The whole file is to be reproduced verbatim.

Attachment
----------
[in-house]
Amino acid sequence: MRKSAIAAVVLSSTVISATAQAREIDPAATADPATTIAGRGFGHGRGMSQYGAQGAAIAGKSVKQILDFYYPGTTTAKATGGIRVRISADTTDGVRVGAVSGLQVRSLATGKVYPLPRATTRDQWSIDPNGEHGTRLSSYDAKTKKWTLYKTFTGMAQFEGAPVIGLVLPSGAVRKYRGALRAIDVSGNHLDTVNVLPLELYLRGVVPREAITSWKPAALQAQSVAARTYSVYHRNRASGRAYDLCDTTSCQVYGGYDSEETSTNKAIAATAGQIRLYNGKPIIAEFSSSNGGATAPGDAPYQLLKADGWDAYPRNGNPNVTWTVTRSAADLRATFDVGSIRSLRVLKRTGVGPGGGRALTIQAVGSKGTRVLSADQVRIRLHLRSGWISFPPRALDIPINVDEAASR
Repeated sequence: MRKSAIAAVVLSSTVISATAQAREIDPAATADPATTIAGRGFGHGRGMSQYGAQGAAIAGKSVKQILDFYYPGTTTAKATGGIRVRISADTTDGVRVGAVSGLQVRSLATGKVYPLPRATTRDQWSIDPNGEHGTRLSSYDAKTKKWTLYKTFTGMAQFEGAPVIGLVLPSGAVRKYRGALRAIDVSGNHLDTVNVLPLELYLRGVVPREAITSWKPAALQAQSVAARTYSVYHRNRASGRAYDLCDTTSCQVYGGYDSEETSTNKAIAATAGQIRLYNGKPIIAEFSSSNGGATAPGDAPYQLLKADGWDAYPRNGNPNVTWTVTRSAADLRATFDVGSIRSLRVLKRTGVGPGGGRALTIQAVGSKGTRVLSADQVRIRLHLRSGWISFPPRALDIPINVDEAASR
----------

[in-house]
Amino acid sequence: MRKSAIAAVVLSSTVISATAQAREIDPAATADPATTIAGRGFGHGRGMSQYGAQGAAIAGKSVKQILDFYYPGTTTAKATGGIRVRISADTTDGVRVGAVSGLQVRSLATGKVYPLPRATTRDQWSIDPNGEHGTRLSSYDAKTKKWTLYKTFTGMAQFEGAPVIGLVLPSGAVRKYRGALRAIDVSGNHLDTVNVLPLELYLRGVVPREAITSWKPAALQAQSVAARTYSVYHRNRASGRAYDLCDTTSCQVYGGYDSEETSTNKAIAATAGQIRLYNGKPIIAEFSSSNGGATAPGDAPYQLLKADGWDAYPRNGNPNVTWTVTRSAADLRATFDVGSIRSLRVLKRTGVGPGGGRALTIQAVGSKGTRVLSADQVRIRLHLRSGWISFPPRALDIPINVDEAASR
Repeated sequence: MRKSAIAAVVLSSTVISATAQAREIDPAATADPATTIAGRGFGHGRGMSQYGAQGAAIAGKSVKQILDFYYPGTTTAKATGGIRVRISADTTDGVRVGAVSGLQVRSLATGKVYPLPRATTRDQWSIDPNGEHGTRLSSYDAKTKKWTLYKTFTGMAQFEGAPVIGLVLPSGAVRKYRGALRAIDVSGNHLDTVNVLPLELYLRGVVPREAITSWKPAALQAQSVAARTYSVYHRNRASGRAYDLCDTTSCQVYGGYDSEETSTNKAIAATAGQIRLYNGKPIIAEFSSSNGGATAPGDAPYQLLKADGWDAYPRNGNPNVTWTVTRSAADLRATFDVGSIRSLRVLKRTGVGPGGGRALTIQAVGSKGTRVLSADQVRIRLHLRSGWISFPPRALDIPINVDEAASR